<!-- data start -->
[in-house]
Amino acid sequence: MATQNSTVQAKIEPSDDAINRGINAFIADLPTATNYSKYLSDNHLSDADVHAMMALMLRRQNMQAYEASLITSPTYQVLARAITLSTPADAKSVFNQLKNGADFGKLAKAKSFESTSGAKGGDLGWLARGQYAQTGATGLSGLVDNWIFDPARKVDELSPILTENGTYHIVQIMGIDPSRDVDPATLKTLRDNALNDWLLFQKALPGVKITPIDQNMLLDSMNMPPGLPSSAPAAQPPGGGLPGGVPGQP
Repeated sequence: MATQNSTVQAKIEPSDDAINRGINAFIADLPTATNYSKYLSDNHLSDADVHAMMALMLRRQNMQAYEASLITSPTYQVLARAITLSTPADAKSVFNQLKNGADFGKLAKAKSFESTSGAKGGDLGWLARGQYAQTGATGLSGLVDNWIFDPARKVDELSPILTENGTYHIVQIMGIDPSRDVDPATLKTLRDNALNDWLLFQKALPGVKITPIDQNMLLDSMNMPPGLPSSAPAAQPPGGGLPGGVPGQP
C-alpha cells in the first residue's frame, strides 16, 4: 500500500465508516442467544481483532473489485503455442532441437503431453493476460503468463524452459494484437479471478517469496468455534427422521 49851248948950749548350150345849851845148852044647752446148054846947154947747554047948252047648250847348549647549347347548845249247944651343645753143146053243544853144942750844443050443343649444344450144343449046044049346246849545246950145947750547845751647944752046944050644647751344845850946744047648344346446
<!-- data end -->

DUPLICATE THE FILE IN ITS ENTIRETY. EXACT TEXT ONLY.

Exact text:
[in-house]
Amino acid sequence: MATQNSTVQAKIEPSDDAINRGINAFIADLPTATNYSKYLSDNHLSDADVHAMMALMLRRQNMQAYEASLITSPTYQVLARAITLSTPADAKSVFNQLKNGADFGKLAKAKSFESTSGAKGGDLGWLARGQYAQTGATGLSGLVDNWIFDPARKVDELSPILTENGTYHIVQIMGIDPSRDVDPATLKTLRDNALNDWLLFQKALPGVKITPIDQNMLLDSMNMPPGLPSSAPAAQPPGGGLPGGVPGQP
Repeated sequence: MATQNSTVQAKIEPSDDAINRGINAFIADLPTATNYSKYLSDNHLSDADVHAMMALMLRRQNMQAYEASLITSPTYQVLARAITLSTPADAKSVFNQLKNGADFGKLAKAKSFESTSGAKGGDLGWLARGQYAQTGATGLSGLVDNWIFDPARKVDELSPILTENGTYHIVQIMGIDPSRDVDPATLKTLRDNALNDWLLFQKALPGVKITPIDQNMLLDSMNMPPGLPSSAPAAQPPGGGLPGGVPGQP
C-alpha cells in the first residue's frame, strides 16, 4: 500500500465508516442467544481483532473489485503455442532441437503431453493476460503468463524452459494484437479471478517469496468455534427422521 49851248948950749548350150345849851845148852044647752446148054846947154947747554047948252047648250847348549647549347347548845249247944651343645753143146053243544853144942750844443050443343649444344450144343449046044049346246849545246950145947750547845751647944752046944050644647751344845850946744047648344346446